The second purpose of Sarlona and Riedra is as the birthplace of humanity. We decided from the start that humans weren’t native to Khorvaire; that while they are the dominant species on Khorvaire, they are colonizers and on a fundamental level they are on the wrong side of history. But while humanity came from Sarlona, it’s no longer the land they left behind. In Riedra we have a new nation built upon the bones of those ancient realms, with many forgotten secrets waiting to be found.
Riedra is a dystopia where tyrants even control the dreams of their subjects. Or is it a utopia without crime, hunger, or doubt? We as players and DMs know that it’s an oppressive dictatorship, and yet it’s not the enemy of Khorvaire and many nations want its aid, which is again part of its story role: what do you do when your country allies with an oppressive nation? One of the fundamental principles of Eberron is that things aren’t supposed to be simple. WE know that the quori have stolen the freedom of the people of Riedra, but the greatest trick of the Dreaming Dark was convincing the people to build their own chains; the Riedrans don’t WANT your freedom. So we look at Riedra and feel that they SHOULD be the enemy; they are an oppressive dystopia, a vast and alien empire. But by default, they aren’t the enemy. So how do you deal with them? It’s the base of the Dreaming Dark, but the common people of Riedra don’t even know the Dreaming Dark exists.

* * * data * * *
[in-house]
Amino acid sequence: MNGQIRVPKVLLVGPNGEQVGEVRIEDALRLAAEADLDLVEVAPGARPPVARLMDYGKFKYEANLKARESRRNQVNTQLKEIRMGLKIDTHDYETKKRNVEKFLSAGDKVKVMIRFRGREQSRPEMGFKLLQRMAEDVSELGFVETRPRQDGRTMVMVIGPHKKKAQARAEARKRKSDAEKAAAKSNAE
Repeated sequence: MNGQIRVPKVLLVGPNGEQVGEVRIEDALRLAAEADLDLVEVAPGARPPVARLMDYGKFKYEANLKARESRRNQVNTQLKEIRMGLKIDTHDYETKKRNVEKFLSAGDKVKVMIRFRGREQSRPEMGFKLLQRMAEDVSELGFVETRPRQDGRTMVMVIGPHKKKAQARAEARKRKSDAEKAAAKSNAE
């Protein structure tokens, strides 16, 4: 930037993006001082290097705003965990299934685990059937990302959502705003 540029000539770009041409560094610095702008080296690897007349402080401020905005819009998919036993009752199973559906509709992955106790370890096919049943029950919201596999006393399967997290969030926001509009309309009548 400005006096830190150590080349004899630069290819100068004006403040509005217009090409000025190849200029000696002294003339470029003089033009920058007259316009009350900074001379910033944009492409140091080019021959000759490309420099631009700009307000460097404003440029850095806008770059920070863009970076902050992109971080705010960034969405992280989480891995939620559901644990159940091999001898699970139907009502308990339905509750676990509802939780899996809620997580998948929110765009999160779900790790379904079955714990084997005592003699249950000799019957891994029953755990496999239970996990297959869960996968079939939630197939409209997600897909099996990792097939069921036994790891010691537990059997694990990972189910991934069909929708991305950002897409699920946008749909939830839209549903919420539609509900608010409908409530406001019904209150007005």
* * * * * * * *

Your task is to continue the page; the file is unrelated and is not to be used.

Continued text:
So from a design perspective, here are the things Riedra brings to the world and to a campaign.
- It’s a source for psionic content. Characters with psionic classes or abilities can be from Sarlona or have learned from a Sarlonan teacher. It provides an opportunity to introduce psionic villains and it’s a source for psionic artifacts. If you want a deep psionic campaign, it’s a place to run it. While that’s currently complicated by the lack of deep psionic rules, those rules are under development. I suggest alternatives later in this article, but if you do want to use the psi knight fighter or the soulknife rogue, this is where they belong.